The Minneapolis Star Tribune (1/26, Golden) reports that the Minnesota legislature has “overwhelmingly approved $326 million to be distributed among Minnesotans faced with hefty health insurance premium increases this year, sending the bill to Gov. Mark Dayton, who signed it.” The paper says “about 125,000 Minnesotans, facing premium spikes of 50 percent or higher, should now see their monthly insurance bills drop by 25 percent for all of 2017.” The Star Tribune says “the measure combines the premium rebate plan first sought by DFLer Dayton with a package of health insurance law changes offered by Republicans, a rare high-profile bipartisan agreement that sets the table for a much bigger discussion to come at the State Capitol about stabilizing the state’s individual health insurance market.”
Public Health and Private Healthcare Systems
Fearing Denial From Trump Administration, States Withdraw Plans To Cover Prisoners, Immigrants Through Medicaid.
Modern Healthcare (1/26, Dickson, Subscription Publication) reports that officials in New York and California have withdrawn requests related to providing healthcare for prison inmates and undocumented residents, respectively, because “they weren’t sure their requests would be approved by the Trump administration, which has signaled cuts to Medicaid.”
MACPAC Seeks To Outline Impact Of Shift To Medicaid Block Grants.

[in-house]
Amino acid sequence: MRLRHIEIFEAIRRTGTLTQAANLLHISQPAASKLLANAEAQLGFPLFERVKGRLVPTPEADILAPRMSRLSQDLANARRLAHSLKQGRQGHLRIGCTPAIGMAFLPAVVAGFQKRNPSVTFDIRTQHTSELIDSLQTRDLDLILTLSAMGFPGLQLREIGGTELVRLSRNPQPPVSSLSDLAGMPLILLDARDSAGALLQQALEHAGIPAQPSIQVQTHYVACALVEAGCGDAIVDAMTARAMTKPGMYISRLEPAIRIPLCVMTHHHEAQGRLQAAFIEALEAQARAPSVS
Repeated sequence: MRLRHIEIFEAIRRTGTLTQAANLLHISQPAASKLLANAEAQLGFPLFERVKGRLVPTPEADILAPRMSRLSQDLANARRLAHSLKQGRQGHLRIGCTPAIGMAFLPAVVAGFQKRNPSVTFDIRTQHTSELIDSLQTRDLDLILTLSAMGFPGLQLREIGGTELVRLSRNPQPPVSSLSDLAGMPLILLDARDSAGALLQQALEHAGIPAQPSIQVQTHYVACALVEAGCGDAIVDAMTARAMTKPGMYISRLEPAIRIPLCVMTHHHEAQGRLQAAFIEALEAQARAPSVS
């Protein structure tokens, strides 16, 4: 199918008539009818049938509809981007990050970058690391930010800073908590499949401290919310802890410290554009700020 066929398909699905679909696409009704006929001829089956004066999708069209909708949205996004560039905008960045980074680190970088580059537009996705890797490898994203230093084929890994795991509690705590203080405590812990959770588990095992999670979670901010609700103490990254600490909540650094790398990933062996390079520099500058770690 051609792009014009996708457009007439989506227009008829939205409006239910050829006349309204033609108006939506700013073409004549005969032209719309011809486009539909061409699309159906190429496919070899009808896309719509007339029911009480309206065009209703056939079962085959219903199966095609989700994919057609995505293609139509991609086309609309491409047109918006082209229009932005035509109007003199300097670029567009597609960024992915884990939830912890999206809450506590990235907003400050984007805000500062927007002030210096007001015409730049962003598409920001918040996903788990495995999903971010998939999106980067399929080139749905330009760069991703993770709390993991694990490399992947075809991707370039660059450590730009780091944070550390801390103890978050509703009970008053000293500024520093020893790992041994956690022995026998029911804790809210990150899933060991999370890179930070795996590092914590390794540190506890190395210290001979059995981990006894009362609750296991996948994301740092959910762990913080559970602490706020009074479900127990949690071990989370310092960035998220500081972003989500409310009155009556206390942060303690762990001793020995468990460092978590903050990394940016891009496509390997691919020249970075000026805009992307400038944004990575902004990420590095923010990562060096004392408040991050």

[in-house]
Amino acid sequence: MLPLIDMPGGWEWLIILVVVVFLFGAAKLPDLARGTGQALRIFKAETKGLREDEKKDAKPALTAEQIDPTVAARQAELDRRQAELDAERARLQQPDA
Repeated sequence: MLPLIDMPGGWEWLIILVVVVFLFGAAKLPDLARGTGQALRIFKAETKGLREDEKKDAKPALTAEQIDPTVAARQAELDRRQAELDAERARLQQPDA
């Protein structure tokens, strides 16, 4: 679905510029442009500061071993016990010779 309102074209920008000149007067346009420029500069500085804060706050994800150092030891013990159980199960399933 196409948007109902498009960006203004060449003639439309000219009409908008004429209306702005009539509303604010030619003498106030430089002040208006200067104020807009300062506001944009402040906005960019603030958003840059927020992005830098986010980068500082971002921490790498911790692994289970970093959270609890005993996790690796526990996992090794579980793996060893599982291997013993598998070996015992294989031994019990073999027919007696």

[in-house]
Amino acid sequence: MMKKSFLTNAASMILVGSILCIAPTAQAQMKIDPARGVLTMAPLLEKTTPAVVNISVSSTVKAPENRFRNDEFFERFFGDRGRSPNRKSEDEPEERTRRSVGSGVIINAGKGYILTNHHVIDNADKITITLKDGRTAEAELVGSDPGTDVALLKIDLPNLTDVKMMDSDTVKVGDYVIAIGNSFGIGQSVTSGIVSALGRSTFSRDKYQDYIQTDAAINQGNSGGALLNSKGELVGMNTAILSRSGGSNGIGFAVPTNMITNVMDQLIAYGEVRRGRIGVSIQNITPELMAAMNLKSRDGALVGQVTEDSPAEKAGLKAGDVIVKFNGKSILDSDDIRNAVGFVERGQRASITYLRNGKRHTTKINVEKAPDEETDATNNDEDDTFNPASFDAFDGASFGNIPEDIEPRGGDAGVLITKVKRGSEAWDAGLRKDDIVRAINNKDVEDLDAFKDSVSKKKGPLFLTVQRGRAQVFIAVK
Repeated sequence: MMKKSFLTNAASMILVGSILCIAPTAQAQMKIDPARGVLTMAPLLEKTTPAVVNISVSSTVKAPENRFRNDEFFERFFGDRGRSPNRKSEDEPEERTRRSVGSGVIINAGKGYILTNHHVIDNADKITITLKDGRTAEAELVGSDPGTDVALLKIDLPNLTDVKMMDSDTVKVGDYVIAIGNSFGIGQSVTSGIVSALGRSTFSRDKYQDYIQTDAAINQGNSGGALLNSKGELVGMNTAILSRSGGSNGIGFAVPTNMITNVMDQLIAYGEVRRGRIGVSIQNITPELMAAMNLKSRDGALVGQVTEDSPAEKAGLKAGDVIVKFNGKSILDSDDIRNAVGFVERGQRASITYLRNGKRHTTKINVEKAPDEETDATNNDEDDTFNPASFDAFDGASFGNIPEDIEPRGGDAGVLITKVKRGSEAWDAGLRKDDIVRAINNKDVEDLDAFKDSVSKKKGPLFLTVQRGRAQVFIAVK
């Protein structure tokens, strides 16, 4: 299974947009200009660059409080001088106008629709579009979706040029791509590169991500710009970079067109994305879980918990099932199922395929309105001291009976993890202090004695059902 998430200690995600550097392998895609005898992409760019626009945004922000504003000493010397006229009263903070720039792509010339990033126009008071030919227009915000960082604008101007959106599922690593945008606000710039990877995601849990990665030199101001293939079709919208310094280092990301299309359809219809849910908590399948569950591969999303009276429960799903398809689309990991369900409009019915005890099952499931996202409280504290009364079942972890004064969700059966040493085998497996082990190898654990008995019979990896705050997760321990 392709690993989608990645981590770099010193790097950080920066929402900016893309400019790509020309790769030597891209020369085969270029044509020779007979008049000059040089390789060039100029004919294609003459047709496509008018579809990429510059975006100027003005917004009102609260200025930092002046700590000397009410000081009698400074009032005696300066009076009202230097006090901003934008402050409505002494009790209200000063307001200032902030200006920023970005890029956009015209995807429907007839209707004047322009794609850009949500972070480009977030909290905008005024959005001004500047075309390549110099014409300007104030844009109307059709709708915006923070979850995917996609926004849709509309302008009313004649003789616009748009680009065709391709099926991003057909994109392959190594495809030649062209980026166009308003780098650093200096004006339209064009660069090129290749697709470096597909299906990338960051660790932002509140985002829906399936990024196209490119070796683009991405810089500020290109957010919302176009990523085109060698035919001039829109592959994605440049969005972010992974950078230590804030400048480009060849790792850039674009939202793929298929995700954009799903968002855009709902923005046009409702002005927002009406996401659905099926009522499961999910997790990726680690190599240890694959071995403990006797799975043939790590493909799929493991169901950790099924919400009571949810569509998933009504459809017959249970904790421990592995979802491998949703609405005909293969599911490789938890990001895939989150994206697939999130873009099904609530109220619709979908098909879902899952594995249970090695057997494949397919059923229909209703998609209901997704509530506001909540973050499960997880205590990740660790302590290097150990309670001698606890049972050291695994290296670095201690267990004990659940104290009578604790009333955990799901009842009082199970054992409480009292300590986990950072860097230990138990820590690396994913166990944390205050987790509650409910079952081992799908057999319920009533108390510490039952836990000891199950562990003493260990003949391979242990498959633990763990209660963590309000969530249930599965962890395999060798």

Congressional Quarterly (1/26, Young, Subscription Publication) reports that the Medicaid and CHIP Payment and Access Commission (MACPAC) “is studying the myriad decisions that lawmakers would face if congressional Republicans” proceed with plans to establish Medicaid block grants for states. MACPAC chair Sara Rosenbaum warned that this move “would be a ‘major shift in federal policy’ regarding the cost of care of ‘vulnerable populations,’ including people living in poverty and those with disabilities.” The article adds that the panel “is working to inform policy officials and lawmakers about the steps they would have to address in altering the federal government’s approach to paying for Medicaid.”
Maine Health Commissioner Writes Letter To Tom Price Outlining State’s Plan To Reform Medicaid.
The AP (1/26) reports the Maine Department of Health and Human Services Commissioner Mary Mayhew wrote a letter to Tom Price, Trump’s nominee to be the US Secretary of Health and Human Services, outlining the “steps the state would like to take to reform Medicaid.” In her letter, Mayhew outlined “a plan to propose a work or education requirement for able-bodied adults who are in the program.”